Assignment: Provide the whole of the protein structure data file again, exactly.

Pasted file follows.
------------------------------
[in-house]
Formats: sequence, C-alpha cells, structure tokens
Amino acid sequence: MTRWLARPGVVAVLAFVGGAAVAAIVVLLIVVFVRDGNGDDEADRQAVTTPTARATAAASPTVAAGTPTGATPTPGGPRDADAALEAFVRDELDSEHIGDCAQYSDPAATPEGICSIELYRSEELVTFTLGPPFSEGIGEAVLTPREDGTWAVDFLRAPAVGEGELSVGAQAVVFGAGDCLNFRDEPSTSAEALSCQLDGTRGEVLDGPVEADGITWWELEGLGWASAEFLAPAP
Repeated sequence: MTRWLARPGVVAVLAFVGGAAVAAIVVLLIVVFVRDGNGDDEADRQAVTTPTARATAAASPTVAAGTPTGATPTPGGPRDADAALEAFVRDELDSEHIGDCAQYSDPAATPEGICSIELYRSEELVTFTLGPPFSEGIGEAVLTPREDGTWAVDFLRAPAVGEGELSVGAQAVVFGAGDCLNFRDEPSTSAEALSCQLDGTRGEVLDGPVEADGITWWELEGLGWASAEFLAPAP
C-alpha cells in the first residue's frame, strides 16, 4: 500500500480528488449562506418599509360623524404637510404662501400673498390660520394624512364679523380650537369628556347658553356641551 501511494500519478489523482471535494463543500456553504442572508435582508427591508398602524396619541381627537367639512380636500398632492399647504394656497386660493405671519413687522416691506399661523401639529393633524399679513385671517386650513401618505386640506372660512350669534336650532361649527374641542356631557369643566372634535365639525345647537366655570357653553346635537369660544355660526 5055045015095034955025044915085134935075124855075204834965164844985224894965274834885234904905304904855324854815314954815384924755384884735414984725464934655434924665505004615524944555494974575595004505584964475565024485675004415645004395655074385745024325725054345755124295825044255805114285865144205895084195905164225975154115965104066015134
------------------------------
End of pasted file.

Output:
[in-house]
Formats: sequence, C-alpha cells, structure tokens
Amino acid sequence: MTRWLARPGVVAVLAFVGGAAVAAIVVLLIVVFVRDGNGDDEADRQAVTTPTARATAAASPTVAAGTPTGATPTPGGPRDADAALEAFVRDELDSEHIGDCAQYSDPAATPEGICSIELYRSEELVTFTLGPPFSEGIGEAVLTPREDGTWAVDFLRAPAVGEGELSVGAQAVVFGAGDCLNFRDEPSTSAEALSCQLDGTRGEVLDGPVEADGITWWELEGLGWASAEFLAPAP
Repeated sequence: MTRWLARPGVVAVLAFVGGAAVAAIVVLLIVVFVRDGNGDDEADRQAVTTPTARATAAASPTVAAGTPTGATPTPGGPRDADAALEAFVRDELDSEHIGDCAQYSDPAATPEGICSIELYRSEELVTFTLGPPFSEGIGEAVLTPREDGTWAVDFLRAPAVGEGELSVGAQAVVFGAGDCLNFRDEPSTSAEALSCQLDGTRGEVLDGPVEADGITWWELEGLGWASAEFLAPAP
C-alpha cells in the first residue's frame, strides 16, 4: 500500500480528488449562506418599509360623524404637510404662501400673498390660520394624512364679523380650537369628556347658553356641551 501511494500519478489523482471535494463543500456553504442572508435582508427591508398602524396619541381627537367639512380636500398632492399647504394656497386660493405671519413687522416691506399661523401639529393633524399679513385671517386650513401618505386640506372660512350669534336650532361649527374641542356631557369643566372634535365639525345647537366655570357653553346635537369660544355660526 5055045015095034955025044915085134935075124855075204834965164844985224894965274834885234904905304904855324854815314954815384924755384884735414984725464934655434924665505004615524944555494974575595004505584964475565024485675004415645004395655074385745024325725054345755124295825044255805114285865144205895084195905164225975154115965104066015134